MINSK -- A new video featuring Raman Pratasevich, who was arrested after a fighter jet intercepted a Ryanair flight on May 23 and forced it to land in Minsk, has sparked a fresh outcry, with the opposition and the parents of the Belarusian journalist saying the recording was made under duress.
On the Nothing Personal program on the ONT state television channel late on June 3, a tearful Pratasevich praised Belarusian strongman Alyaksandr Lukashenka and said he "immediately confessed to organizing mass disorder" after his arrest.
Pratasevich is a former key administrator of the Telegram channel Nexta-Live, which has been covering the mass protests denouncing the official results of the August presidential poll that handed Lukashenka a sixth presidential term since 1994.
It is not clear where and when the conversation was recorded, as the "interview" -- which resembled a Soviet-style propaganda broadcast -- was shot in a dark room.
'I understood that calls I made publicly added to the situation that led to actual uncontrolled disorder in the streets. And, in fact, Minsk lived in chaos for three days then," Pratasevich said, adding that he "respects" Lukashenka.
At the end of the 90-minute interview, Pratasevich began crying and covered his face with his hands. (RFE/RL has decided not to publish or link to any of the videos showing Pratasevich.)
The video is the result of "abuse, torture, and threats," said Pratasevich's father, Dzmitry.
"It's painful to see 'confessions' of Raman Pratasevich. His parents believe he was tortured. This is not Raman I know," tweeted Franak Vyachorka, a senior adviser to exiled opposition figure Svyatlana Tsikhanouskaya.
Tsikhanouskaya said on May 31 that she believed Pratasevich had been beaten and tortured in prison.
Hours before the broadcast, Pratasevich's parents, Dzmitry and Natallya, told Current Time, the Russian-language network led by RFE/RL, that previous videos showing their son's "confessions" that have appeared on state television in recent days were "attempts by the authorities to justify taking hostage" their son and his girlfriend, Sofia Sapega, a Russian national.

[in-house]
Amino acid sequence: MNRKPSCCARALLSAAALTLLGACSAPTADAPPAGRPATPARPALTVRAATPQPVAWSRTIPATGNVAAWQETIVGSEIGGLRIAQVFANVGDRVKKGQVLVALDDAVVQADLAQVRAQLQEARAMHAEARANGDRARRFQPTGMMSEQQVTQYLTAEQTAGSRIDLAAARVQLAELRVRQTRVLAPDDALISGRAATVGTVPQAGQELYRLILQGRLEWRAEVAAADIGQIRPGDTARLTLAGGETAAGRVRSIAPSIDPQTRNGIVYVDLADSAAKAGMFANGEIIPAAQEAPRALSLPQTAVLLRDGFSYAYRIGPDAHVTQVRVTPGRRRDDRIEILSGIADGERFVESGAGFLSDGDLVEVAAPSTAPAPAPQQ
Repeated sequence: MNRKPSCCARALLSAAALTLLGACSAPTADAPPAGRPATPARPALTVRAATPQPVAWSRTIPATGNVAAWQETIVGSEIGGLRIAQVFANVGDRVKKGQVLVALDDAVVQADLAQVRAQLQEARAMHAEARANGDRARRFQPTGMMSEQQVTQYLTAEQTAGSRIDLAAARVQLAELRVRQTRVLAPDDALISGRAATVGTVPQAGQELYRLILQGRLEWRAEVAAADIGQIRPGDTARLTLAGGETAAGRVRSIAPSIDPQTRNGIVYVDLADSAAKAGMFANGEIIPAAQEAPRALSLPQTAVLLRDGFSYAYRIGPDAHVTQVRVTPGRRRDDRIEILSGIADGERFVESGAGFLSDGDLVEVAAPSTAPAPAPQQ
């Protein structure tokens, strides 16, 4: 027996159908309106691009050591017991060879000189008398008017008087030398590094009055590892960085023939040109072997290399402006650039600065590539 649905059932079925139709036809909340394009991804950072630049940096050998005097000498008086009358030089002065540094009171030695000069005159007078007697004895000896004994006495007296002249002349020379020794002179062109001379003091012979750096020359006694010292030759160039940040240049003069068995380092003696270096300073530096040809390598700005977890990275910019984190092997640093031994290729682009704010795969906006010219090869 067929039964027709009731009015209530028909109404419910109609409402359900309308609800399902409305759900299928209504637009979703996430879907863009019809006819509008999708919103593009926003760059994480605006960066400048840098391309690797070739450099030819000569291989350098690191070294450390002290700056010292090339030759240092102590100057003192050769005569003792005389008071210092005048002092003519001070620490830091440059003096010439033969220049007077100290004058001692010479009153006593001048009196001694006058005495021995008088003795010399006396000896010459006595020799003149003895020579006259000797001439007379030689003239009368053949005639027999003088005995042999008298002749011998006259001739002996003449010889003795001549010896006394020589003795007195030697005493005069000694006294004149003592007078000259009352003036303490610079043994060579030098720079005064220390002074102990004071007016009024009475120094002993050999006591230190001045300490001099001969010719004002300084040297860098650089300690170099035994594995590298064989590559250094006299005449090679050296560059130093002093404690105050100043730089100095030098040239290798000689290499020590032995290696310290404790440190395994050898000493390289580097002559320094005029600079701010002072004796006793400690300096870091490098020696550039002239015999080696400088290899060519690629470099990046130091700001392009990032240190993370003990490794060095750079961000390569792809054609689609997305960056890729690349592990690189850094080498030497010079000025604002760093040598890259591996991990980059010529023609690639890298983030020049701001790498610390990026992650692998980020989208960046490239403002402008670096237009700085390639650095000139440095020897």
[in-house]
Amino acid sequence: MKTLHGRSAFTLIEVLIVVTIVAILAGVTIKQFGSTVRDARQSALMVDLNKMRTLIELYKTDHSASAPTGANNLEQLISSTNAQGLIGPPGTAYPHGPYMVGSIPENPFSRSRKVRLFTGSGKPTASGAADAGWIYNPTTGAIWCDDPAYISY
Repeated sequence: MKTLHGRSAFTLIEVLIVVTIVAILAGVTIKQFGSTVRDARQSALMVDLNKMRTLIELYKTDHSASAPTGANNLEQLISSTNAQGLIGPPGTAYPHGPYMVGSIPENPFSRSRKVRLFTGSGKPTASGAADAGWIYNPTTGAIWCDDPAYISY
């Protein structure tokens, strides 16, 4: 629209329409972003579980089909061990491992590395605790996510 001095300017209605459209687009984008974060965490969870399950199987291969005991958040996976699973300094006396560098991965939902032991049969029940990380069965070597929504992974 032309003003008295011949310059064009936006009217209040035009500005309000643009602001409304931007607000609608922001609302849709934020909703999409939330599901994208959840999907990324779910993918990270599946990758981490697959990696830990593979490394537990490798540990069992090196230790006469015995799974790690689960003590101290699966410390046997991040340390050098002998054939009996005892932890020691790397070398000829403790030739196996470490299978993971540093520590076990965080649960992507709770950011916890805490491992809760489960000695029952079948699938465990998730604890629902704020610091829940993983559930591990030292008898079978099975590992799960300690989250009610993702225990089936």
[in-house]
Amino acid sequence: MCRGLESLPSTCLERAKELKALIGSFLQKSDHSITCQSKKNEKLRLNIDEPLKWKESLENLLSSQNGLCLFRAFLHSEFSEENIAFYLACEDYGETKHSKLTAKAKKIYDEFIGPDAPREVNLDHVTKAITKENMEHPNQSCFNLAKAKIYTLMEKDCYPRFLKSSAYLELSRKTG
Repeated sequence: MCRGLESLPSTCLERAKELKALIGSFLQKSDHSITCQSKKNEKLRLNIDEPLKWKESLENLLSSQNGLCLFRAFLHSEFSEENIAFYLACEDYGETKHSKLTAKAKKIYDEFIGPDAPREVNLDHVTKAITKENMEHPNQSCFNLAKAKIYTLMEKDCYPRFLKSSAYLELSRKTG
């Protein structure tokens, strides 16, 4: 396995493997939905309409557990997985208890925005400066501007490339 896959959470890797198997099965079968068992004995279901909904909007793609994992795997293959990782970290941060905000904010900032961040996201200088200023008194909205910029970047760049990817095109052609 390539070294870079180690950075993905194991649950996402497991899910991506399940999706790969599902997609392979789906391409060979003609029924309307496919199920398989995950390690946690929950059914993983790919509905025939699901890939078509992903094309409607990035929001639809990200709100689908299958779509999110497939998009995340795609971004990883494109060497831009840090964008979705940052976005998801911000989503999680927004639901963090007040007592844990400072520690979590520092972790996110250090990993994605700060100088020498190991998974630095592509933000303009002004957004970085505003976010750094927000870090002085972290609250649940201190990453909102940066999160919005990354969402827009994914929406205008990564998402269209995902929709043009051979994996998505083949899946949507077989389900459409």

Pratasevich's parents said they believe the videos show bruises on their son's face and strangulation marks on his neck, signs proving that his "confessions" were made under duress.
Many Belarusian opposition activists and rights defenders in the former Soviet republic believe that Pratasevich's statements were coerced and that his girlfriend's arrest was carried out to put additional pressure on him.
Pratasevich, 26, is facing charges of being behind civil disturbances that followed the disputed presidential election in August, an offense punishable by up to 15 years in prison.
Belarusian security forces have arrested more than 30,000 people, including dozens of journalists who covered the rallies that erupted after Lukashenka was announced the winner.
The plane forced by Belarusian authorities to land in Minsk on May 23 to arrest Pratasevich and his girlfriend was flying from Athens to the Lithuanian capital, Vilnius, over Belarusian airspace.
The move sparked international outrage and demands for Pratasevich's release. The European Union banned flights from Belarus after the incident.